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Special Co-OperativeSocieties of Karnataka

Published By:

Karnataka State Souharda Federal Co-operative Ltd.Nirman Bhavan, Dr.Rajkumar Road, 1st Block, Rajajinagar, Bangalore 560010

Ph: 080 23378375-80, Web: www.souharda.coop, E Mail:souharda@souharda.coop

Special Co-Operative Societies of Karnataka/3


Dear Cooperators,

I am very happy to inform you that Karnataka has the Privilegeof many numbers of different types of Cooperatives working in theState. In Karnataka Cooperatives have touched all walks of life.Cooperative movement has become a way of life. Every Community,Caste and Creed, Economical growth have adopted the co-operativeway of life. They have the faith in Cooperative Principles andworking of Cooperative movement.

It is my Privilege that the Karnataka State Souharda FederalCooperative Ltd., Bangalore is a statutory body formed underSouharda Cooperative Act 1997 is working as a mother institutionfor all Souharda Cooperatives in the State. It looks after the overallgrowth of Souharda Cooperative movement in the State.

Souharda Federal Cooperative thought of collectinginformation about the working of different types of Cooperativesof Karnataka and to put it in a booklet form so that it may be ahelpful and informative book for the people who want to form suchtype of Cooperative Society in their respective area.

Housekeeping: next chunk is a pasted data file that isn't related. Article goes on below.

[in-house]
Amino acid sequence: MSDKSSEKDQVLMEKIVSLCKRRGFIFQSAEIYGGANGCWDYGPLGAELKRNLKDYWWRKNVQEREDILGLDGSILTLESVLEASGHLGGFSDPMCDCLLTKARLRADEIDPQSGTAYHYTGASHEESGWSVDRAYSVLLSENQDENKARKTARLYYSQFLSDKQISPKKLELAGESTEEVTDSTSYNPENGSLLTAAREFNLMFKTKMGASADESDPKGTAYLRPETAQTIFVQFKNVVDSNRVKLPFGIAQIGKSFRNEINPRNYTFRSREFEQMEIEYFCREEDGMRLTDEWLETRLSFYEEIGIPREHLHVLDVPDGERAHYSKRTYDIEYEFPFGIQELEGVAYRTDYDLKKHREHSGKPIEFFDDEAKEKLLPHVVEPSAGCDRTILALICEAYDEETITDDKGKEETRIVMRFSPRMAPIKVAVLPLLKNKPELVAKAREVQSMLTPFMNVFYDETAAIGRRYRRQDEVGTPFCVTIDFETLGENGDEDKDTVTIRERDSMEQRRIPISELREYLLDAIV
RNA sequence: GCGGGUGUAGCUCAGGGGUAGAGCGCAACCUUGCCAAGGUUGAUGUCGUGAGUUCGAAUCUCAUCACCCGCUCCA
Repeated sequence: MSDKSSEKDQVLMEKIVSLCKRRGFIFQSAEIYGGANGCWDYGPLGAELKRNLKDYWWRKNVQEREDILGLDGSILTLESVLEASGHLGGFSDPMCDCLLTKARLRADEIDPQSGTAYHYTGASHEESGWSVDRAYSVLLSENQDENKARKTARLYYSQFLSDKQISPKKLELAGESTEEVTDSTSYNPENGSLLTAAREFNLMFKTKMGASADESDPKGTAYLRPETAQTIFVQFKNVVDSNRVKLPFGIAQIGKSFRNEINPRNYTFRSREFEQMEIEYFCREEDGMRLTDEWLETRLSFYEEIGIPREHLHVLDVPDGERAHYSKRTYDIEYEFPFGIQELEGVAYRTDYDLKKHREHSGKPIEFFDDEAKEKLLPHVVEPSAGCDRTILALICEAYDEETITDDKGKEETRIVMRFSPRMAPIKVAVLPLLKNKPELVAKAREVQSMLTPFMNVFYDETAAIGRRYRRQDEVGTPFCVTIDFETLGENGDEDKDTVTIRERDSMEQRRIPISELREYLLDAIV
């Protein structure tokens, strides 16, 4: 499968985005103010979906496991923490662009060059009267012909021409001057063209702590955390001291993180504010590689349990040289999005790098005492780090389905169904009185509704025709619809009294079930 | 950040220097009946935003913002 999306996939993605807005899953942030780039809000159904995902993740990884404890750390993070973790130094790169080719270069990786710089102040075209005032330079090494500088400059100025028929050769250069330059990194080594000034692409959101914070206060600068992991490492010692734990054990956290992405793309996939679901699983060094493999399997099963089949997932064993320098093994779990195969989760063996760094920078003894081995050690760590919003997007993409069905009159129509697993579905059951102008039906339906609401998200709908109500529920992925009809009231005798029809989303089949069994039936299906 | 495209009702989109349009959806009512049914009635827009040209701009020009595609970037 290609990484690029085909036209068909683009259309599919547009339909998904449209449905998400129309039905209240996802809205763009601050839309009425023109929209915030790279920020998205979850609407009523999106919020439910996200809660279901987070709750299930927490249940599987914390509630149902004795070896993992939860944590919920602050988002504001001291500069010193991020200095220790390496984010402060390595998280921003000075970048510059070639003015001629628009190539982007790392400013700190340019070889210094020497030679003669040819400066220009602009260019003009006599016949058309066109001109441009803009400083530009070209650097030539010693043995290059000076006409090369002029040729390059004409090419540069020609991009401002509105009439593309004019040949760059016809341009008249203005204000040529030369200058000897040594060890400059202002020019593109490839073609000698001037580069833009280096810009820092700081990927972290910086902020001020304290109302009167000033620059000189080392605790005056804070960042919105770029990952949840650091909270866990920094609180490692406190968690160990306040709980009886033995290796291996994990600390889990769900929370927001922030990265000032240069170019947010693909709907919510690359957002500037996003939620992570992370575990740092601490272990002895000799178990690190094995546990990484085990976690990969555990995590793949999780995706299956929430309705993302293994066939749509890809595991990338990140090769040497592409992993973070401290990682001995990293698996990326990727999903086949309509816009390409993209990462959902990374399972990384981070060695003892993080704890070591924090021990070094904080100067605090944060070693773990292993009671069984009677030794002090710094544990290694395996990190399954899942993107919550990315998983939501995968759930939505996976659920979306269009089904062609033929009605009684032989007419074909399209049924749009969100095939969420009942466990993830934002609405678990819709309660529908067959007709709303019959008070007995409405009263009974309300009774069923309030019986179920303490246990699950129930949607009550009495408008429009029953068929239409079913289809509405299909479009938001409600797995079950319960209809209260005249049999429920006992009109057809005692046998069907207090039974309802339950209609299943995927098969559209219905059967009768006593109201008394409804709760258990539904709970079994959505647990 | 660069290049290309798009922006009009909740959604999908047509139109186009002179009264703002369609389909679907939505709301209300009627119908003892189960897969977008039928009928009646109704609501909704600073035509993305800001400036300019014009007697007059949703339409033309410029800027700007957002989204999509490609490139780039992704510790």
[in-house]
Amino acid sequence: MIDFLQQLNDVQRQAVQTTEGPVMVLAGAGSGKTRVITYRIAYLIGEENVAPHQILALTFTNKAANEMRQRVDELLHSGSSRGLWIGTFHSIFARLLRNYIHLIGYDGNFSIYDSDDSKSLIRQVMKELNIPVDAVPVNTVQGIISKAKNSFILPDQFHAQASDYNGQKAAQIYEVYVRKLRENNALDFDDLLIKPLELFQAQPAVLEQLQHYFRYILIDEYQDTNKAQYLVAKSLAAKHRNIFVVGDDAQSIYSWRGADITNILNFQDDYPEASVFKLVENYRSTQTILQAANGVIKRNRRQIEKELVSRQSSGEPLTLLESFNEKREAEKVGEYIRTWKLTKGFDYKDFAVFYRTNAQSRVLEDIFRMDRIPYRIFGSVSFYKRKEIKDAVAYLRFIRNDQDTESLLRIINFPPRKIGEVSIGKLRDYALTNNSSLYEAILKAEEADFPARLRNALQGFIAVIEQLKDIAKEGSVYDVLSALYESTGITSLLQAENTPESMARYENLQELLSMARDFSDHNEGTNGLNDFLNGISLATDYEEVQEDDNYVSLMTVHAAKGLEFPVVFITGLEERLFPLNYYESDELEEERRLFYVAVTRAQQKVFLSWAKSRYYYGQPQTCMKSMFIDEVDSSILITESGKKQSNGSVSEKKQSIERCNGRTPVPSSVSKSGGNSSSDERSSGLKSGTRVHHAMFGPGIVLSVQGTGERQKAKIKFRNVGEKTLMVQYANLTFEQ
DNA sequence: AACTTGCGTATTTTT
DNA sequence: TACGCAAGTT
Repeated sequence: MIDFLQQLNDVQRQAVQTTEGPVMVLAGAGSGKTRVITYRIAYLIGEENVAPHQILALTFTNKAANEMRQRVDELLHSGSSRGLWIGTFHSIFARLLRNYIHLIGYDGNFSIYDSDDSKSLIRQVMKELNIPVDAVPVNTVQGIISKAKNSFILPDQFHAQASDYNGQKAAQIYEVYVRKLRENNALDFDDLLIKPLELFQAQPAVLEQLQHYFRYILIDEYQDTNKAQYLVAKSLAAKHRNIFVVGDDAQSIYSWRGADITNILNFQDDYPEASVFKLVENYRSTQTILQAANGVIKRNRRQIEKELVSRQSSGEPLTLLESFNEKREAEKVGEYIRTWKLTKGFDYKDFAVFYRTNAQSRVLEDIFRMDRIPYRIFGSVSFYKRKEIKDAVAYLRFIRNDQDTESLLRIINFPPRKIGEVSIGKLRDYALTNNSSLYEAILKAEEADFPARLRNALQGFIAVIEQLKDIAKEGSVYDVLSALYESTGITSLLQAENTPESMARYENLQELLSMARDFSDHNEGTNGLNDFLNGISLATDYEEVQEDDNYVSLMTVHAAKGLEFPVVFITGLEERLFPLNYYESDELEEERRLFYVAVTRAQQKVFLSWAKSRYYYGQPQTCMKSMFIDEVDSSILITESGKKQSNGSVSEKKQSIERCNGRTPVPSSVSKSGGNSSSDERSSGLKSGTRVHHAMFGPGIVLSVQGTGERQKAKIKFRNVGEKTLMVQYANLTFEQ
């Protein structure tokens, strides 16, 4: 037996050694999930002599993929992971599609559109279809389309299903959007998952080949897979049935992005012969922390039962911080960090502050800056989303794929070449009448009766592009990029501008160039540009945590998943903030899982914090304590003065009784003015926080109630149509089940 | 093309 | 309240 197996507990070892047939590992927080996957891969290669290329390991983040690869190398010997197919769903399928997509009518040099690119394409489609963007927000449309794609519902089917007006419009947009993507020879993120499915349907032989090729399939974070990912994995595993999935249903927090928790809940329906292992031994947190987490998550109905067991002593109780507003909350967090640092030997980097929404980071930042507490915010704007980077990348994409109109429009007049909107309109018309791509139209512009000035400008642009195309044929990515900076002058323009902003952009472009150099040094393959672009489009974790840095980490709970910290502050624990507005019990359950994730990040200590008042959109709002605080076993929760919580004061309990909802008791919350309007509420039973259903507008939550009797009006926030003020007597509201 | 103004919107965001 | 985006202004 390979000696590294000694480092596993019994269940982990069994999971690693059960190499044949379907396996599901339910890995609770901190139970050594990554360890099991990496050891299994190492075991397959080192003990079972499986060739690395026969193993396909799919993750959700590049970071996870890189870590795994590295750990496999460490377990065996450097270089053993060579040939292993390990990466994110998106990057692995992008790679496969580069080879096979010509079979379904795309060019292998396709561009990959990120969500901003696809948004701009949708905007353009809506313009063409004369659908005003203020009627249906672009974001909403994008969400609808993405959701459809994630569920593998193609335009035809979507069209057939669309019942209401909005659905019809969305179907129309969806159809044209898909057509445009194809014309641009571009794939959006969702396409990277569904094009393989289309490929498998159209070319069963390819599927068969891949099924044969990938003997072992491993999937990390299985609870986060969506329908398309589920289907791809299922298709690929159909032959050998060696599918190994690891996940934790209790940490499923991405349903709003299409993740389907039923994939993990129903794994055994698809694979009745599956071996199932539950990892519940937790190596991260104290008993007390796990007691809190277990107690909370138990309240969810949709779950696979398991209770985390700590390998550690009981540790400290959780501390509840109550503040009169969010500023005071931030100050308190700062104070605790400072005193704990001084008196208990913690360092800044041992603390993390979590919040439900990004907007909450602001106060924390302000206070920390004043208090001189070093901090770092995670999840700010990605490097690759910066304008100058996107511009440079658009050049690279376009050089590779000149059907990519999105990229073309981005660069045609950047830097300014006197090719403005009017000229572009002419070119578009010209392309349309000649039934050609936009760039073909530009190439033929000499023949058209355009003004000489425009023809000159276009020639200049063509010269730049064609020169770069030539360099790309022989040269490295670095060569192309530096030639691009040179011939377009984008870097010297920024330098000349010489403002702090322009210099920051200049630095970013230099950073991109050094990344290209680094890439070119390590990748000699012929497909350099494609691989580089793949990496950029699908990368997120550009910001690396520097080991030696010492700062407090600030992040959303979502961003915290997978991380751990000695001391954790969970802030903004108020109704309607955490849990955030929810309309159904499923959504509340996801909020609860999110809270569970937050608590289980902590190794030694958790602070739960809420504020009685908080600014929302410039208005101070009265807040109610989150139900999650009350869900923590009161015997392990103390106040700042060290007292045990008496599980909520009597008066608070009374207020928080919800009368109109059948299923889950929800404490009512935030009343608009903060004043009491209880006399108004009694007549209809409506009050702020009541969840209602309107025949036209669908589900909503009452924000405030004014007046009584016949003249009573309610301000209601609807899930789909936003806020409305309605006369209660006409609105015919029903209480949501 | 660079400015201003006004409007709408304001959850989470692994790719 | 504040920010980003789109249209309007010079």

We hope that, this effort of Souharda Federal Cooperative willbe a very useful for Co-operators.

With Best Wishes,



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1 Charaka Mahila Multipurpose Industrial Co-Operative Society Ltd., 5

2 Transport Co-Operative Society Limited, Koppa 11

3 South Kannara Bee Keepers Cooperative Society Ltd., Puttur. 15

4 Potters Cottage Industrial Co-operative Society Ltd., Puttur. 19

5 The Central Arecanut & Cocoa Marketing & Processing Co-operative Limited 22

6 Kadamba Marketing Souharda Sahakari Ni. Sirsi. 29

7 Suvidha Multipurpose Souharda Sahakari Ni., Shimoga. 34

8 Hirekerur Taluka Vidyavardhaka Souharda Sahakari Ni., Hirekerur. 36

9 Grain Banks. 39

10 The Nagarbail Salt Owners Co-Operative Society Ltd., Sanikatta. 42

11 The Thotagarse Co-Operative Sales Society Ltd., Sirsi. 45

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The Beginning: Heggodu is a village located very close to bheemanakone.It is well known for Ninasam (nilakanteshwara natya sangha) a theaterschool that was started by K. V. Subbanna in the year 1949. In that villagein the year 1994, a trust named Kavi-Kavya (Poet-Poetry) was formed. Itwas a literary and cultural organization active in the village. A group ofeducated people ran it and it was they who started Charaka.

Kavi-Kavya organized a training programme for the workers ofAnganawadis (Government Childcare Centres) in the villages of ShimogaDistrict, in the use of locally available cultural resources. The programmewent on for a whole year and during that time, Kavi-Kavya activists traveledextensively through the rural areas of the district. They took pains tounderstand village life lifestyle, languages, folklore, theater tradition,agricultural practices, the skills/ art of artisans and so on.